Tell us about Belmas - what does the organisation do?
Belmas is - as it says on the tin - about leadership, management and administration. It's about creating systems that will help to improve practice in schools. There are two main arms to that: research and practice. The research arm has dominated so much of Belmas' history that 10 years ago there was disquiet among council members because everybody in the room was a professor of education. This meant that the practitioner part was not really there. A big marker of the turnaround was that they were prepared to have me - a practising headteacher - as chair. The previous incumbent, Dr Megan Crawford, got me involved. The intention was that I would come in and try to help redress the balance. The point about Belmas was that it was for people not from one side or the other, but who were educationalists. I came up with the word "pracademic" to summarise this. The success of that has been impressive because we have redressed the balance in membership and it has gone up from about 400 to 1,000 in the past three years.
Why is it important to have practitioners and academics represented?
When you are building education systems, it's important to have everyone on board so that everyone is immersed in the pursuit of quality educational provision, as opposed to people coming from vested-interest positions.
So is Belmas for classroom teachers?
It's for people of all levels with experience - academics, heads, teachers, but also local government officials and politicians.
Would you say that teachers are guilty of not taking into account what is proved to work in the classroom?
In my experience, no, I don't think that is true. In most staffrooms, there is still a level of discourse about education.
What do you think of the Scottish government's plan to make teaching a master's-level profession?
You can't go straight into it (a master's) as a new teacher - which is the way it's going. It should have been like chartered teachers. You had to have a certain amount of experience, as opposed to being wet behind the ears and still in a learning phase. I was one of the few fans of chartered teacher status. Where it went wrong was that they did not tie in the requirement to give something back to the school.
You had four chartered teachers in the school?
We had four chartered teachers and then when that started to go out the window, we had four master's students. My old depute, Rehana Shanks, is doing a PhD now and I have a PhD.
How did so many people become involved in additional study?
We made it happen by a simple device - we offered teachers a study group and almost all the teaching staff came along. Because of that group, they became interested and it fostered ambition in a lot of people.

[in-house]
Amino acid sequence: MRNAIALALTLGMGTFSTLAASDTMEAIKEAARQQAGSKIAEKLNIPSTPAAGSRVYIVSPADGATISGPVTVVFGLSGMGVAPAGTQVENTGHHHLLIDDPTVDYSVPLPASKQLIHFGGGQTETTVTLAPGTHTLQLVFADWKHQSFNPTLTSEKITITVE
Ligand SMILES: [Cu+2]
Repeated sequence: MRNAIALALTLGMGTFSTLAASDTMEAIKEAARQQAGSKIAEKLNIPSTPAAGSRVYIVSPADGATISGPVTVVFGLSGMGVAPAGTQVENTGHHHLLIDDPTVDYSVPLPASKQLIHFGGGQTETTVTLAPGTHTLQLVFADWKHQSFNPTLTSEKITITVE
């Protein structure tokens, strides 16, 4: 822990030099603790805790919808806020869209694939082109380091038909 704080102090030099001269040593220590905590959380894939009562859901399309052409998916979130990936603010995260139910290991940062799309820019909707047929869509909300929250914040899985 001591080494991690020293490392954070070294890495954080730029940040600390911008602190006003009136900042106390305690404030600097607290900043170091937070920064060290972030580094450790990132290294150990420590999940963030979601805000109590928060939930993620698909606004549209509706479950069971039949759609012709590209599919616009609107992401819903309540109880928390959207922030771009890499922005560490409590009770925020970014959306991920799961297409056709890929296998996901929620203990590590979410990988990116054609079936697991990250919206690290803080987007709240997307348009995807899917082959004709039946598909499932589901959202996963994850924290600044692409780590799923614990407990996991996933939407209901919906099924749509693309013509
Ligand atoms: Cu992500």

What made you personally interested in further study?
It's my nature. I always wanted to go where my limits were.
What was your PhD about?
It was an examination of the philosophical principles that HMIE was using subconsciously. HMIE was not very clear about the rationale in inspection. When you analysed its judgements and the categories it used, there were patterns that you could discern. The inspectorate valued certain things - if a school provided a breadth of experience, if it provided pupil responsibility, if it encouraged teacher autonomy. How Good is our School? was very close to the categories I identified.
Why choose that topic?
I was interested in the publication of inspection reports because previously they were for the local authority and the headteacher only. I would personally go back to that. It might sound undemocratic but that policy disproportionately hits heads in small towns. If they get a bad report, that goes on the front page of the local newspaper with a picture of them. In recent years, though, things have swung the other way and inspectors are treading so warily now that the reports are not actually worth anything.
How else could we improve Scottish education?
I would remove freedom of choice - it's been a disaster. Children should attend the school in their local area.
You retired in February. How is retirement treating you?
I have had some health issues, but now I'm looking forward to the publication of my book in February. It's called Princes of the Scottish Enlightenment, 1688-1832.
Born: Peebles, 1948
Education: Jedburgh Grammar and Hawick High, the Borders; BEd and MEd, University of Edinburgh; PhD, Open University
Career: Teaching career began at Stirches Primary in Hawick in 1979. Assistant head, Eyemouth Primary; head of Burnmouth Primary; head of Swinton Primary, all in the Borders; Head of Gorebridge Primary, Midlothian; retired in February as head of Dean Park Primary, Edinburgh.